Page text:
Rep. Jim Butler, an Oakwood Republican who authored the law, said, “If you really want patients to be empowered, they really need the information.”

The law’s next test will come in August, when the first court hearing on the association’s lawsuit is scheduled. The Kasich administration said it couldn’t comment on the law because of the pending litigation.

HPIO co-hosting regional forum in Chicago on health systems, population health

The Health Policy Institute is partnering with organizations from other Midwestern states to host the Midwest Forum on Hospitals, Health Systems and Population Health. The forum will take place Nov. 29 to Dec. 1 at the Westin Michigan Avenue in Chicago.

Those interested in the forum can sign up to receive email updates about the event. Event organizers have also released a call for abstracts, which are due by 11:59 p.m. central time on Friday, June 16. 

The Midwest Forum on Hospitals, Health Systems and Population Health: Partnerships to Build a Culture of Health will bring together organizations and key stakeholders dedicated to improving the health of all Americans. The goal of the meeting is to engage attendees in a broad dialogue across sectors to solve complex issues to improve the health of communities and integrate clinical and community health and prevention strategies. Participants will share innovative models that are working and inspire the audience to take action to help transform the existing system of care in the United States to a system that strategically plans for and supports the health of its population.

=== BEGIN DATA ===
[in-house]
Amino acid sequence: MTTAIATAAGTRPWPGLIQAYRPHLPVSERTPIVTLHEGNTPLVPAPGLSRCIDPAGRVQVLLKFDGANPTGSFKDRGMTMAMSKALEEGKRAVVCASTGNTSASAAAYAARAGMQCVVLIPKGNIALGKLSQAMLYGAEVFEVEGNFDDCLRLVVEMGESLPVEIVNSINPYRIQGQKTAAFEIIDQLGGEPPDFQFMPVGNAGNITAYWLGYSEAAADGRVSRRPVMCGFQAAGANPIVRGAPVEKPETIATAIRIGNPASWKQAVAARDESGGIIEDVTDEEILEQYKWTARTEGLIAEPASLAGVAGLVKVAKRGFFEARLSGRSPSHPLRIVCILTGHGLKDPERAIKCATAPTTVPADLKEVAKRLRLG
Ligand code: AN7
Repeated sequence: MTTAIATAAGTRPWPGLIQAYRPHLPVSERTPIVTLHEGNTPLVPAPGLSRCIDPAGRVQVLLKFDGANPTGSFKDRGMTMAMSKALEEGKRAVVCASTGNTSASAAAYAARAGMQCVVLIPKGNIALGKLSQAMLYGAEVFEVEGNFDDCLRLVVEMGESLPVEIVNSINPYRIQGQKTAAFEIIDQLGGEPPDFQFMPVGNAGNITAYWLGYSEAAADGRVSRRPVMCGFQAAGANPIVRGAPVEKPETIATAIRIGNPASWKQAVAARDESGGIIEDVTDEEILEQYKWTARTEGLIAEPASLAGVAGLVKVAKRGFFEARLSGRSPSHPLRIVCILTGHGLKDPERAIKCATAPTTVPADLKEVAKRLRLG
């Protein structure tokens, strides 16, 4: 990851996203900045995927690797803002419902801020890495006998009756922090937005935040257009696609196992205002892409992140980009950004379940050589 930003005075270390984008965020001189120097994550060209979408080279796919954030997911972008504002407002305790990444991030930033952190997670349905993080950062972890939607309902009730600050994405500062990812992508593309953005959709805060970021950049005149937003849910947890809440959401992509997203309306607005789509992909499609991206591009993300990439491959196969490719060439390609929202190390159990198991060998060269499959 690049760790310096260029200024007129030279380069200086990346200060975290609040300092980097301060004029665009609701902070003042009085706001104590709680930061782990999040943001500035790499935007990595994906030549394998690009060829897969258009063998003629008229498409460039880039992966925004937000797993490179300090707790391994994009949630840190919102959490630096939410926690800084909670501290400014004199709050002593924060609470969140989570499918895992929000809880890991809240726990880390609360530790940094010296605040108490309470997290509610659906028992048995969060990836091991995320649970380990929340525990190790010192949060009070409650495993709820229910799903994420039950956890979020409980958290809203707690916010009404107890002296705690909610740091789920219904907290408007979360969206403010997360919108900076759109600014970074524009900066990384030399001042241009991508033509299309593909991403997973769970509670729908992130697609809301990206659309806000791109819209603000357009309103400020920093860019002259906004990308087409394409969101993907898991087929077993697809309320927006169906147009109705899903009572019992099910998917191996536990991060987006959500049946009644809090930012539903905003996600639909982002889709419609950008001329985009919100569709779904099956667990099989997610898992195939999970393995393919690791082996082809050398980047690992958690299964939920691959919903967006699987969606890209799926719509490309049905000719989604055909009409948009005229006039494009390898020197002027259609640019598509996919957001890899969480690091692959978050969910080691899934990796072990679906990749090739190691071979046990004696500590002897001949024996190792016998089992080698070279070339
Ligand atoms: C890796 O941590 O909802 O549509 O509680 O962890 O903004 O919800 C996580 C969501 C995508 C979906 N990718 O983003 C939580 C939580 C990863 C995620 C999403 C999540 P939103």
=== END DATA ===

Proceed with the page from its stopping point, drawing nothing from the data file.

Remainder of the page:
Building on health equity as the core forum theme, topics include:

  • The policy environment for population health and health system transformation
  • Using data for care coordination and population health
  • Aligning financial incentives and payment for population health
  • The role of purchasers and payers in population health
  • Integrating physical and behavioral health
  • Developing clinical/community linkages
  • Connecting health with community development
  • How to engage consumers and patients in population health
  • Collaborating on and leveraging community health needs assessments and planning
  • Partnerships for health equity and social determinants of health

Ohio hospitals, senators express concern over GOP healthcare bill